Famed European singer visits Philly with U.S. debut

Famed European singer visits Philly with U.S. debut

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Wallis Bird is ready to break big in the U.S. The out singer-songwriter has released five albums in Europe, but her latest record, “Woman” (out Sept. 27 on AntiFragile Music) marks her stateside debut. She sets off on her first tour in the States later this month and will appear locally as part of the Philadelphia Folk Festival (Aug. 15-18).

Speaking from her home base of Berlin, the Ireland-born singer-songwriter discusses her musical influences, performance styles and excitement about touring the country.

 

PGN: Have you spent much time in the U.S.?

WB: I’ve spent some time — a little bit in Los Angeles, a little bit in New York. I did a small tour with [musician/composer] Anaïs Mitchell in Vermont, and I’ve played at the Irish Center in New York City. But it’s been ages since I’ve been back — the last time was about eight years ago.

 

PGN: How did you end up booked at the Philadelphia Folk Festival?

WB: I have some friends who work between Ireland and America and who have brought the Folk Alliance International [a musical nonprofit organization based in Kansas City, Mo.] to Ireland. There was a large conference in County Cork, and that’s where I met everyone — people representing many different festivals all over America and from around the world. They have built this beautiful community that brings folk all over the world by exchanging artists. So it came through mutual friends, which is kind of how it all happens — somebody knows somebody else.

 

PGN: How would you describe your musical language?

WB: This is my sixth record, and I’ve gone through multiple different transitions — from pop to jazz to folk and back again. It’s a very varied spectrum that I write music in, and it’s always been stories coming from a personal angle of how I see the world. It’s always looking at the hard things and the simple things in life from a positive angle. I focus on songwriting rather than production, so the song has to come through, and it’s played on natural instruments. I would describe “Woman” as a retrospective based in folk, moving through Irish traditional music, along with soul and a little bit of funk as well.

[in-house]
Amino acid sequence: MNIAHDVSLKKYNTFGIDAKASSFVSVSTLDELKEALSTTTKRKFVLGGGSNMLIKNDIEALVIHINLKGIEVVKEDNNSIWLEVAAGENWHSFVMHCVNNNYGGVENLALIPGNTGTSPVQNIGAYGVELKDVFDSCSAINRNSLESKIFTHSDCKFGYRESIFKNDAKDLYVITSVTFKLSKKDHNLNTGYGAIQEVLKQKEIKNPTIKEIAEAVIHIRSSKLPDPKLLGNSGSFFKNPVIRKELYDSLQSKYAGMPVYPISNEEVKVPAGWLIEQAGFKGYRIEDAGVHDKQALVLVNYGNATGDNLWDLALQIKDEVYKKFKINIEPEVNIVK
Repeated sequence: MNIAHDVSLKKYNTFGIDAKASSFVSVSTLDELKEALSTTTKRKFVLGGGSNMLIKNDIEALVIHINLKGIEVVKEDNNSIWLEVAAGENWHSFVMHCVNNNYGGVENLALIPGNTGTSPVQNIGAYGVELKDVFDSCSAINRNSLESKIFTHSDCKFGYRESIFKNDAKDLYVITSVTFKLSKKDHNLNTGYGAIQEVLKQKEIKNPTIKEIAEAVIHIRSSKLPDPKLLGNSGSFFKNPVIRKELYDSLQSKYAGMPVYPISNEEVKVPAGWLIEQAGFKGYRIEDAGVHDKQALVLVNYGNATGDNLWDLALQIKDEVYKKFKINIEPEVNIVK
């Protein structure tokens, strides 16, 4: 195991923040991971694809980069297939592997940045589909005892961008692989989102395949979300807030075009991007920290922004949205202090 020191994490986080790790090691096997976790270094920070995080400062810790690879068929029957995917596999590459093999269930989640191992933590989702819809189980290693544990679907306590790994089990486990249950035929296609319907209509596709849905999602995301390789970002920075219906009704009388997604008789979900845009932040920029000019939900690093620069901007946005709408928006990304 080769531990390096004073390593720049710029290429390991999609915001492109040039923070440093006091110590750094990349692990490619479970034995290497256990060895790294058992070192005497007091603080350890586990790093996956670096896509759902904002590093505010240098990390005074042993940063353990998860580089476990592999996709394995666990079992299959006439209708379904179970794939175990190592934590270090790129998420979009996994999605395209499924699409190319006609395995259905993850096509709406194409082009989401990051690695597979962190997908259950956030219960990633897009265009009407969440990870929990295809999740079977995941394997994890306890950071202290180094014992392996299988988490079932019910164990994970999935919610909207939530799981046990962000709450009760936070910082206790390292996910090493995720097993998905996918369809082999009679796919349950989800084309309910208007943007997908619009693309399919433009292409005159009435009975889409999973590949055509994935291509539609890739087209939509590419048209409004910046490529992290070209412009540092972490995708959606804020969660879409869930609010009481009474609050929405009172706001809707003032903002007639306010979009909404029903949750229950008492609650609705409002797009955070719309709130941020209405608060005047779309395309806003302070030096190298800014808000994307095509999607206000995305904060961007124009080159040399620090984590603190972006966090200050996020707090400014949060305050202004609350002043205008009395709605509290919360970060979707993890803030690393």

PGN: Who are some of the artists you have been drawn to throughout your life?

WB: Growing up, I listened to a lot of rock and soul — people like James Brown, Simon and Garfunkel, Aretha Franklin, Tina Turner, Eric Clapton. As I became a teenager and started to find my own voice,  I was listening to Tori Amos, Fiona Apple and primarily Ani DiFranco, because she’s an extremely strong guitar player and a really beautiful human. She was always very candid and fearless. As I’m getting older, it’s more Bjork and Radiohead. They continue to push the boundaries between avant-garde and pop, and I’m so glad that is considered mainstream music, because it’s so far-reaching. Another Irish band called Villagers is one of my great loves right now. Their music is just so beautiful.

 

PGN: What do you love about living in Berlin?

WB: People who come here speak freely about a vibe. There’s something in the air here. The streets are filled with graffiti, and they’re filled with anonymous, low-key, practical folk who walk slowly. There is a depth of intellect in this city that stems from the governance of the people and the history that it’s had. It searches for something within the soul rather than anything shallow. It cares not for capitalism or status, really. It’s also quite a poor city, and art is strongly valued. You can see it. It’s wild, and it’s quiet at the same time.

 

PGN: Lastly, I’m curious about how you approach live performance. What does it mean for you to be in front of an audience?

WB: My approach is to be completely open, because that’s the best way I can be. I have my tools, I have my strengths, and I have a standard that I bring to each show. That standard is to find the common language between all of us in the room. I arrive with open arms and a smile on my face, and I just want to make people happy. I’ll figure out if the audience likes dirty jokes or not. If they want a more gentle approach or if they really want to dance. Regardless of how many hundreds and hundreds of gigs I’ve done, I treat each one as a brand new way to experience a connection with people. 

 

Some responses have been condensed and edited. The Philadelphia Folk Festival runs Aug. 15 through 18 at Old Pool Farm in Upper Salford Township. Tickets and information can be found at pfs.org.


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